Monday 10 January 2011

Revolutionary Road (2008) - Sam Mendes

It's difficult not to compare Revolutionary Road to Mendes' previous film American Beauty (1999).  Whilst the latter is the better, more iconic film, the former is still excellent viewing.

Thematically, the two films share the same revolutionary ideology.  Two revolutions are taking place here.  On the surface, the film explores a couple's disappointment in the American Dream and the entrapment of suburban living in mid-1950s Connecticut.  Like American Beauty, the frame is suffused with red, white and blue.  As the film continues, the real revolution emerges - that of April (Winslet), the real desperate housewife, striving for independance and to escape her life dominated by stifling masculinity (her husband Frank (DiCaprio)).  Her attempts at emancipation are the driving force of the drama, though her feminist views are perceived as insane - personified literally in John (Shannon), a local asylum patient.  April wishes to move to Paris, to become more than the robotic shell she has turned into and although Frank is initially willing, the draw of financial and professional success cues him to change his mind.  The couples' conflicting views push their relationship to extreme measures.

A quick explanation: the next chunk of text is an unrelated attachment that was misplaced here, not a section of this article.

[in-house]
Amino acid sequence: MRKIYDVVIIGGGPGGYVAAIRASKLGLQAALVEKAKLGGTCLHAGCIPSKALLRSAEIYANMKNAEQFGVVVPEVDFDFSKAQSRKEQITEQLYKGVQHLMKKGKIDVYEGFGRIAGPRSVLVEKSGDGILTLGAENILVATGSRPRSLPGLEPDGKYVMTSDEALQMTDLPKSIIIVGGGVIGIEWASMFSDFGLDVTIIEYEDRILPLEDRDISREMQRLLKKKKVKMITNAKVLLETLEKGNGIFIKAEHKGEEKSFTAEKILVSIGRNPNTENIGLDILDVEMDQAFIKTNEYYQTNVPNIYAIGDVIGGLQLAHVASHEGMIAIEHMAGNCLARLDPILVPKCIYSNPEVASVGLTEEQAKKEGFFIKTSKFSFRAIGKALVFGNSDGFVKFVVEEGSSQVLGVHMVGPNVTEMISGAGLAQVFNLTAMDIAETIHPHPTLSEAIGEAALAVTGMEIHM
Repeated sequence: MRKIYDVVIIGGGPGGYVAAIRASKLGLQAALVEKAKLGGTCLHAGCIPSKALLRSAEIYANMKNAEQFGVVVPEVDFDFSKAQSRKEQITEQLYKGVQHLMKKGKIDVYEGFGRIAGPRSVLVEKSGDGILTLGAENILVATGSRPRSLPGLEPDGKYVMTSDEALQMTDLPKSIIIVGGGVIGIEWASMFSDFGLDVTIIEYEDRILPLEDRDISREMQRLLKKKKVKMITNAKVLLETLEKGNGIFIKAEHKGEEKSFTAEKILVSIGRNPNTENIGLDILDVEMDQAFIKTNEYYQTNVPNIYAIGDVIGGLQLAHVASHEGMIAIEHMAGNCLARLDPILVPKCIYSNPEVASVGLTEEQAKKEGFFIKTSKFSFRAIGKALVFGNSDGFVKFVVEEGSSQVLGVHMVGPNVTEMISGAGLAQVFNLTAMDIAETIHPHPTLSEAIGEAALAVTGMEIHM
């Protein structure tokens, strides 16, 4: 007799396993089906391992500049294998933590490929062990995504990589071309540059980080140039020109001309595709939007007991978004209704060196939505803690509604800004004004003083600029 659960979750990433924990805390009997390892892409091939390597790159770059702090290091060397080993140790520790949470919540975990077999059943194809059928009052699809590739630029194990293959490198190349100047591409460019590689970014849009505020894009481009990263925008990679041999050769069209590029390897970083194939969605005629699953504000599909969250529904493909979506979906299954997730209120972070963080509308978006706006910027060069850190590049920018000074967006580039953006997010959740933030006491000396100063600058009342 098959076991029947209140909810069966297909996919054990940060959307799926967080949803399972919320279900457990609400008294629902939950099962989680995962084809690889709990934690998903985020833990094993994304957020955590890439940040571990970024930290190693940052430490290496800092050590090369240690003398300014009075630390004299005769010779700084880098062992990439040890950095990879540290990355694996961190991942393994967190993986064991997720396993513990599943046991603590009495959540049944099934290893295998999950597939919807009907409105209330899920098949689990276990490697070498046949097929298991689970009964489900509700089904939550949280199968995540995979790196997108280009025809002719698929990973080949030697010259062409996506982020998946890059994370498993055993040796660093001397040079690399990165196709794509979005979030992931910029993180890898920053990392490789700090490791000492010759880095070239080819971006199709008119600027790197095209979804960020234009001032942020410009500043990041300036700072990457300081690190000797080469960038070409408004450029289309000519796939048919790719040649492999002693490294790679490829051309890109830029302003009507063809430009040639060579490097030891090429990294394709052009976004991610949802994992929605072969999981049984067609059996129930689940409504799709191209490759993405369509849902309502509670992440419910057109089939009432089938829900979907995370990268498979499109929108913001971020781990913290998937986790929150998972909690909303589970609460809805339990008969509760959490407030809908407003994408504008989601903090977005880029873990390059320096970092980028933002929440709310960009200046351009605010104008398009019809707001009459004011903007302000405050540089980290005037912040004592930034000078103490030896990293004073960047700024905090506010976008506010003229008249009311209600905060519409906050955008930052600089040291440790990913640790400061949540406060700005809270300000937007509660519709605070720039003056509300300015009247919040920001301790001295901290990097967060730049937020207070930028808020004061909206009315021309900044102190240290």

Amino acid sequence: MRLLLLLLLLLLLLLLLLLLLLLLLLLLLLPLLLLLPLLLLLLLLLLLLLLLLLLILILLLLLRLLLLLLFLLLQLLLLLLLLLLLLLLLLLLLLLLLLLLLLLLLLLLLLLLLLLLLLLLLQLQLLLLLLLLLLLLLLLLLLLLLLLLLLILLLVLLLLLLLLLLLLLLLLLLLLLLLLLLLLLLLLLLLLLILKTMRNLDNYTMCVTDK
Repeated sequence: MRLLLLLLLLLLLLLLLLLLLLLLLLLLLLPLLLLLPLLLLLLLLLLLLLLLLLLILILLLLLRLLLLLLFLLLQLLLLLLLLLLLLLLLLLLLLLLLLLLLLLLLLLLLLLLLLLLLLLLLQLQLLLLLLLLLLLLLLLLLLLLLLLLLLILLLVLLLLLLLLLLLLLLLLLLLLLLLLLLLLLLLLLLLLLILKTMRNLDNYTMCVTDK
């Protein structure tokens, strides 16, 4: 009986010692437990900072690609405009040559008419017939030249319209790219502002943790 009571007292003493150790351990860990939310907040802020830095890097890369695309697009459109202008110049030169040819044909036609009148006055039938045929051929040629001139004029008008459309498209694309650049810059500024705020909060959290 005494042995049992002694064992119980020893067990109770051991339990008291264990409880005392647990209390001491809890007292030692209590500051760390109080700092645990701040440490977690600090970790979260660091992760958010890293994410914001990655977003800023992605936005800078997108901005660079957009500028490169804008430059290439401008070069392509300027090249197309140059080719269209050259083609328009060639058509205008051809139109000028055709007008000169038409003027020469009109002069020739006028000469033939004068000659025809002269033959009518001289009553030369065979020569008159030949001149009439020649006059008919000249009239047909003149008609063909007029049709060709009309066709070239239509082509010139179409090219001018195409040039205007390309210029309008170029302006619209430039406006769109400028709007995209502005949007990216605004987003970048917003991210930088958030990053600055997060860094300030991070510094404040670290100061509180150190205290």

It's an intense film with two intense, convincing performances from Winslet and DiCaprio, with Winslet, once again, proving she is one of our greatest national treasures.  Mendes takes a minimalist approach to the filmmaking, focusing our attention on the imploding couple.  The cinematography is static, like the characters' lives, and Thomas Newman provides a minimalist score used delicately and sparingly.

Revolutionary Road explores a sensitive subject matter and a period in history that helped to shape our modern society.  It may lack the comedic aspects and popular iconography of American Beauty, but it is surely deserving of your attention.